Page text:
War, death, marriage, and societal segregation have been dominant themes used in literature over the centuries.

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War, death, marriage, and societal segregation have been dominant themes used in literature over the centuries. A look into some of the most iconic novels in history reveals the importance of these themes in writing. This essay will focus on these themes using passages from Segu by Maryse Conde, One hundred Years of Solitude by Gabriel Garcia Marquez, and The family of Moskat by Isaac Bashevis Singer.

1“War is good because it makes our kings rich.Wives, slaves, cattle- it brings them all these.War is holy because it makes us Muslims.War is holy and good, so may it set our skies aflame.”(Conde 490)

The first passage we will look at is from Segu. In the last three pages, Muhammad dreams of being in War, and He pictures himself at the forefront of War with the Tukolors. He gets wounded and pictures himself lifeless on the ground. Someone shouts, “La ilaha ill-Allah.” These words are described as belonging to those who may be thought they were fighting in the name of God. Faraman Kouyate behind him began singing. In his song, he describes War as being good and holy as it made men kings and brought to those who won riches. Tragic things take place, but War is still being praised. Many lost their lives and families. The theme of War is rightly brought out. The pain and misery caused by War are vividly displayed, and the place and impact of War on society are made evident. This theme is also evident in One hundred years and the family of Moskat.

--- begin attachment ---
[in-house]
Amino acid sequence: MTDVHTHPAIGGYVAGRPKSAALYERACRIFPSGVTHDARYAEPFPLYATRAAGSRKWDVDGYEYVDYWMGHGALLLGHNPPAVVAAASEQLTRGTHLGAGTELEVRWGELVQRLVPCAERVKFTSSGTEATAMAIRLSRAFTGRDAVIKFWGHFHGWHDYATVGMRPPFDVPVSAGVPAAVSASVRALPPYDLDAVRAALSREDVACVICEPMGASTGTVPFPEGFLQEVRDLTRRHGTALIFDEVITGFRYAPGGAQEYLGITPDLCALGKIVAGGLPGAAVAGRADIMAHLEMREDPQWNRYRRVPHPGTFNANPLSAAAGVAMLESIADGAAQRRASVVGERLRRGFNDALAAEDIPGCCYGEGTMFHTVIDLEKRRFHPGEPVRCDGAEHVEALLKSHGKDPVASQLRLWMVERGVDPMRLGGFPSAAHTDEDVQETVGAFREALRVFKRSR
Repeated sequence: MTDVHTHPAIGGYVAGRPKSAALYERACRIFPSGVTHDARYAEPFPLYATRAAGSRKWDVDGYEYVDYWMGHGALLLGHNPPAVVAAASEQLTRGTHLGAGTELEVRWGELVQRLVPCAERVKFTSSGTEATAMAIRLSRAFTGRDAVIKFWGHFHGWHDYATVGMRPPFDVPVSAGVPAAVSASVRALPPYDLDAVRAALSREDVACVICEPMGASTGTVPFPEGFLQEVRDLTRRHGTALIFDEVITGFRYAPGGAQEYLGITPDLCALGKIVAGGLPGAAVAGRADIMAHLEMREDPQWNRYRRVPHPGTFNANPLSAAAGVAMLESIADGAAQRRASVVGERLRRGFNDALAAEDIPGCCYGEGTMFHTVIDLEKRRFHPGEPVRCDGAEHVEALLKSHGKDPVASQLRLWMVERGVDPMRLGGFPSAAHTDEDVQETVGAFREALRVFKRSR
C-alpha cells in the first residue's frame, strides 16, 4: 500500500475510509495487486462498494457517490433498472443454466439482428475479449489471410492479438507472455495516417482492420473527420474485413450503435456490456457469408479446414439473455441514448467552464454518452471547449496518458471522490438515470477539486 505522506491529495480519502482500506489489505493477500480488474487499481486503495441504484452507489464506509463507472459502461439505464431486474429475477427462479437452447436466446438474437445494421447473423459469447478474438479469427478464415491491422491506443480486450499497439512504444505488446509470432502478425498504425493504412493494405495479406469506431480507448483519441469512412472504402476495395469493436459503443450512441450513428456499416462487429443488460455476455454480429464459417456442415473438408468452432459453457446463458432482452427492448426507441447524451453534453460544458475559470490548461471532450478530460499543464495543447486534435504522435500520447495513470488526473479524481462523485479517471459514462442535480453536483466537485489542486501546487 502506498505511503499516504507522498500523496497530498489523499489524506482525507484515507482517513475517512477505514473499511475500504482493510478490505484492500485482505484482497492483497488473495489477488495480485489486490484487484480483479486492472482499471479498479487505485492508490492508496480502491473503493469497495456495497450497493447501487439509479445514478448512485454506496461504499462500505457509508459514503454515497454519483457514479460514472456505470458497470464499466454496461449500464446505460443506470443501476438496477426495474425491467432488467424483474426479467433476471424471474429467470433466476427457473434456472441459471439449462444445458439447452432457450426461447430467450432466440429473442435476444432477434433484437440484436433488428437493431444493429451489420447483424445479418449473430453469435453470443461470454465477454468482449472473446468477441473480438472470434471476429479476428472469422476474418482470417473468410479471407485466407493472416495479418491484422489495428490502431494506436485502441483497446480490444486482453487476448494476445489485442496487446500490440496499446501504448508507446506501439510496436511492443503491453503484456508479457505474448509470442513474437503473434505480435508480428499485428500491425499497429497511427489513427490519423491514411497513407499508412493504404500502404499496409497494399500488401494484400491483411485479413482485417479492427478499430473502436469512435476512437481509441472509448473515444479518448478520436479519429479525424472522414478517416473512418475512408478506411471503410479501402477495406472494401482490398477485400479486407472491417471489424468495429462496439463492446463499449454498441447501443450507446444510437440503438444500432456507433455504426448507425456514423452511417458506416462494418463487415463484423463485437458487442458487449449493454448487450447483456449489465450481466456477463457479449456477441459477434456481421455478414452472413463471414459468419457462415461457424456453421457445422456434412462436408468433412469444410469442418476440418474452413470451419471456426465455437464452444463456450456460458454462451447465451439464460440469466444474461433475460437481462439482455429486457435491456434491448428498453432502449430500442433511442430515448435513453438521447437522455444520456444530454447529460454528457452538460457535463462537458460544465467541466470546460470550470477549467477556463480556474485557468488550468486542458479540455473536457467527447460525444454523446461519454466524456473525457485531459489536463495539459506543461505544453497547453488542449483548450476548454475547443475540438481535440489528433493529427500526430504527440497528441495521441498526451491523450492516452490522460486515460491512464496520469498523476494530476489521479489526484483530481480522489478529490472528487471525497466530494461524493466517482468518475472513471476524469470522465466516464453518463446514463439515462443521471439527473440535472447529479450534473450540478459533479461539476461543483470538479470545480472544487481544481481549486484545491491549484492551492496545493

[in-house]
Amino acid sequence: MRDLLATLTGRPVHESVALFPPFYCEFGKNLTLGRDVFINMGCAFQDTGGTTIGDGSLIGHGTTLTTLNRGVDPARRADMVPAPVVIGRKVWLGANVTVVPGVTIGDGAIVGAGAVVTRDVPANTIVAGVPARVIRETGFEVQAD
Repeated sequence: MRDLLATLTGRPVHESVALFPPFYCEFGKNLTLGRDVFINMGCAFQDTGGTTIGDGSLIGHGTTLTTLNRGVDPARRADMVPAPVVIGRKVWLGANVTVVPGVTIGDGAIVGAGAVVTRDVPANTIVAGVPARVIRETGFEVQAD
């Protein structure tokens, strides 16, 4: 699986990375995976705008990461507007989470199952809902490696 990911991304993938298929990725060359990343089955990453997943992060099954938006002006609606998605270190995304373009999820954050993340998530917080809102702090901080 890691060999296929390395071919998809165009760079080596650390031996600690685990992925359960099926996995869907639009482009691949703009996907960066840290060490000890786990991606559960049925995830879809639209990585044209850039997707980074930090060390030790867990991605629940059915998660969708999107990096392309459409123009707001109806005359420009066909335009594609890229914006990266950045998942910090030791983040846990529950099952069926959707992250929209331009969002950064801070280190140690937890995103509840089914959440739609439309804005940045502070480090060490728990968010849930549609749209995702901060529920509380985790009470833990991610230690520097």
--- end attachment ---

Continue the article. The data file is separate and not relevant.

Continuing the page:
2“War had broken out three months before. Martial law was in effect in the whole country.

The only one who knew it immediately was Don Apolinar Moscote, but he did not give the news

even to his wife while the army platoon that was to occupy the town by surprise was on its way.

They entered noiselessly before dawn, with two pieces of light artillery drawn by mules, and they set

up their headquarters in the school. A 6 p.m. curfew was established. A more drastic search than the